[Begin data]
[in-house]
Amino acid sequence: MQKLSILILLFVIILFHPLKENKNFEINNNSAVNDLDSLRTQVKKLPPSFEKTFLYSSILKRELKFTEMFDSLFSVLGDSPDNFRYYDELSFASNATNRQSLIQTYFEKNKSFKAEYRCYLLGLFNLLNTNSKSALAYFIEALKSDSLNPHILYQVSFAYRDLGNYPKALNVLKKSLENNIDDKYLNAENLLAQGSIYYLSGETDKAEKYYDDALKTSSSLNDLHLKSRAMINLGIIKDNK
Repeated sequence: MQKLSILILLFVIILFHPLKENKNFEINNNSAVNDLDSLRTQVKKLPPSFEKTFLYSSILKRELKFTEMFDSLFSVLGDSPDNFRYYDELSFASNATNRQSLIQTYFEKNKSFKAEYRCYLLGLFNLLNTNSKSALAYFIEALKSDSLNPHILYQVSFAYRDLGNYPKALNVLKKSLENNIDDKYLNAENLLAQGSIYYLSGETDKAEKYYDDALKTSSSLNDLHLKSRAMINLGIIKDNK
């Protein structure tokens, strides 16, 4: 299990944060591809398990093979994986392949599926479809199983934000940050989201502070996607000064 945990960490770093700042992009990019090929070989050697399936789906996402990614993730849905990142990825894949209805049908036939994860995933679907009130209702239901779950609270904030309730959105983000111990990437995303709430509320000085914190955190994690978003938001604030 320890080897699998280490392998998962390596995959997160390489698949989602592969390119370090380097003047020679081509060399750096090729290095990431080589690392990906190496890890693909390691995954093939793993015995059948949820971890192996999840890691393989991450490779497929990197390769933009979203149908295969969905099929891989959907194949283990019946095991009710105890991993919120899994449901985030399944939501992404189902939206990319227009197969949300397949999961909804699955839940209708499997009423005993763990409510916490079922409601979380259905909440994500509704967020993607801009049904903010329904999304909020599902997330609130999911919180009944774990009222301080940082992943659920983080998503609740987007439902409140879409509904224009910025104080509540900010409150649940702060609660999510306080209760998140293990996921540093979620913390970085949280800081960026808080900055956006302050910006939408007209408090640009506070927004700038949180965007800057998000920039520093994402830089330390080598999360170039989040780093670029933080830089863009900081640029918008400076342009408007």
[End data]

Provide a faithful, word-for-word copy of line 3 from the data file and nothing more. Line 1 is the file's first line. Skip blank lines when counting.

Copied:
Repeated sequence: MQKLSILILLFVIILFHPLKENKNFEINNNSAVNDLDSLRTQVKKLPPSFEKTFLYSSILKRELKFTEMFDSLFSVLGDSPDNFRYYDELSFASNATNRQSLIQTYFEKNKSFKAEYRCYLLGLFNLLNTNSKSALAYFIEALKSDSLNPHILYQVSFAYRDLGNYPKALNVLKKSLENNIDDKYLNAENLLAQGSIYYLSGETDKAEKYYDDALKTSSSLNDLHLKSRAMINLGIIKDNK